Consumer Alert: Liberty Mutual Policyholders Experienced Difficulty Filing Claims, Receiving Response

Company corrections ordered and completed

Commissioner Trinidad Navarro has released a consumer alert for Liberty Mutual policyholders. In early December, the Delaware Department of Insurance became aware of unacceptable difficulties in contacting the company and filing claims by phone. The department ordered these issues corrected when discovered, and recently deemed the problems resolved.

Policyholders reported long wait times and dropped calls when contacting Liberty Mutual by phone, as well as an inability to connect with a live representative. The company’s system was also pushing consumers online to file a claim.

“The digital divide is still present in our state, and consumers must have access to claim filing processes by phone. A person’s access to the internet or technology should not define the level of difficulty they encounter in interacting with their insurer, or amount of time it takes to file a claim,” said Commissioner Navarro.

Liberty Mutual actively worked with the department to investigate the issues when they were uncovered and has now resolved the problems.

If you are a Liberty Mutual policyholder and you continue to encounter this issue, or if you are experiencing an insurance problem with another company, contact the Delaware Department of Insurance’s Consumer Services Division by emailing consumer@delaware.gov or calling (302) 674-7300.


State Auditor Kathy McGuiness and Insurance Commissioner Trinidad Navarro Partner for a Fraud Town Hall

DOVER, DELAWARE – Delaware State Auditor Kathy McGuiness and Insurance Commissioner Trinidad Navarro together will host a virtual Fraud Town Hall via Facebook live on Wednesday, October 21, 2020 beginning at 3:00 pm.

The Auditor’s Office and the Department of Insurance want to jointly raise awareness of the types of fraud schemes both agencies regularly encounter and ways consumers can protect themselves from becoming victims.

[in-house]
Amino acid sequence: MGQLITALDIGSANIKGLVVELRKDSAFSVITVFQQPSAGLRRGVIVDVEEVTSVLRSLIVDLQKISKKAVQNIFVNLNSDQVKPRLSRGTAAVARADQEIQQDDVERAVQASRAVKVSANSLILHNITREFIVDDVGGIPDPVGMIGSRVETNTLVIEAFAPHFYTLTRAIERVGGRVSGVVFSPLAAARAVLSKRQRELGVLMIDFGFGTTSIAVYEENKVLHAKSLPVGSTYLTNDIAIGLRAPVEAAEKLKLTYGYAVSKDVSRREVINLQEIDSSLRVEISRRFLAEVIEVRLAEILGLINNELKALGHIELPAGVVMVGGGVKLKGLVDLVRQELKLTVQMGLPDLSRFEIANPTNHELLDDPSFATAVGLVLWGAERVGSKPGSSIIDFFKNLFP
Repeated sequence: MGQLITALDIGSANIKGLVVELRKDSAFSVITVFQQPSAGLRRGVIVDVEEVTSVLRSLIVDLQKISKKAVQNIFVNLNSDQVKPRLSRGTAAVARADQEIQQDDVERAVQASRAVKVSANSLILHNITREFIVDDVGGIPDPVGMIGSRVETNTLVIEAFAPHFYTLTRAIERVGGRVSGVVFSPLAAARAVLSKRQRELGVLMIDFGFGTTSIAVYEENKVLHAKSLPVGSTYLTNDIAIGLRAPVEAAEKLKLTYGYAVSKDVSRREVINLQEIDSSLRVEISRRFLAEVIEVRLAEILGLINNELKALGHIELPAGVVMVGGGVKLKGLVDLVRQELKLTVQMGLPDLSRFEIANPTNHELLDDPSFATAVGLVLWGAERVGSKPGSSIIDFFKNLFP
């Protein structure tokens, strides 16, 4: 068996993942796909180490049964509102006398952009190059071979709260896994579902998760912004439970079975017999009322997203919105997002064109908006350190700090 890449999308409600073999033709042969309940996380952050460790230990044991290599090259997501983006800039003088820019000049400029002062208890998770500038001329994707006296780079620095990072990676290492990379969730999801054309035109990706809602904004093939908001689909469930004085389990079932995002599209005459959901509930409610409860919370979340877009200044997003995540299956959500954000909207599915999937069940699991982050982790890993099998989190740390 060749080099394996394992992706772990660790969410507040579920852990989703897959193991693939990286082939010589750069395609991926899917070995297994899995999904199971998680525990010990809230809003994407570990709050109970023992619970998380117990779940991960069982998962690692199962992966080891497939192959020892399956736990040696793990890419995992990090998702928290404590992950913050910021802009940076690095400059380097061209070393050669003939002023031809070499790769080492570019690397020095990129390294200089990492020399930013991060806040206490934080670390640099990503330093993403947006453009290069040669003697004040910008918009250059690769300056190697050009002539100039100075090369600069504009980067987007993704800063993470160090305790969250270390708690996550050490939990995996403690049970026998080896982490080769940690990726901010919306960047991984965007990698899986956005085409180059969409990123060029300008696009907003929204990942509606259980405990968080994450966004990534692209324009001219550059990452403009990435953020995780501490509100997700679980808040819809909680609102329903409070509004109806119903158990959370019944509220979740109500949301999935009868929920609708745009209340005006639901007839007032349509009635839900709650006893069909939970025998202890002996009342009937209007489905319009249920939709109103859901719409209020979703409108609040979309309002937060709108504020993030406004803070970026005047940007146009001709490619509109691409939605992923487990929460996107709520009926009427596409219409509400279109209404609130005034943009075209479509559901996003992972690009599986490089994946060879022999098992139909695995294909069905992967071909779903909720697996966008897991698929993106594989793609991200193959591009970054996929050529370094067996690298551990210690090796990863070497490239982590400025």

“Over the past several months, we’ve seen an increase in fraud complaints brought on by the coronavirus pandemic,” said State Auditor Kathy McGuiness. “Our responsibility as a watchdog is to ensure proper safeguards and internal controls are in place to combat it.”

“As the largest consumer protection office in the state, the Department of Insurance reviews more than 525 fraud referrals a year, filing 531 civil and 15 criminal cases last year,” said Insurance Commissioner Trinidad Navarro. “With new technologies entering the insurance and healthcare arena, and Open Enrollment for Medicare and the Affordable Care Act taking place in the coming months, it is more important than ever that we work together to detect, prevent, and respond to fraud.”

Delawareans are understandably fearful of the repercussions from the health and economic crisis and rightfully want to know what their elected officials are doing to protect them from fraud and scams. The Fraud Town Hall will provide them answers.

Watch live at FB.me/DeTv302.

Learn about the Delaware Auditor’s Office and Department of Insurance online at https://auditor.delaware.gov and https://insurance.delaware.gov/.

Contact: Alaina Sewell, Executive Assistant, Alaina.Sewell@delaware.gov, 302-857-3931

 


$21.5 Million in Health Insurance Rebates for Individuals and Small Businesses

Thousands of Highmark 2019 plan participants and groups to receive checks

After announcing a reduction of Delaware Health Insurance Marketplace rates for the upcoming enrollment year, Insurance Commissioner Trinidad Navarro has more good news for residents who purchase insurance on the Delaware Health Insurance Marketplace, those who purchase Highmark Blue Cross Blue Shield Delaware plans outside of the exchange in the individual market, and for Highmark small group policyholders, announcing more than $21.5 million in rebates for 2019 participants.

“Now, more than ever, we need to make sure that every resident and small business can afford the health insurance they need for their families and employees. These rebates, combined with the ACA health insurance rate reduction for the coming year, do just that,” said Commissioner Navarro. “This is just one of many ways we are working to reduce the cost-of-care our residents experience in the health care system.

For the first time in the history of Delaware’s individual health insurance market, more than $12.6 million will be returned to 19,273 policyholders, with the average rebate being $656. Highmark small groups, often small businesses, will receive more than $8.8 million in cumulative return. 2,779 groups will receive an average rebate of $3,198, with more than 175 groups receiving rebates over $10,000. Employers can consider using these dollars to enhance benefits, reduce premiums for employees in future policy years or provide refunds directly to group health plan participants.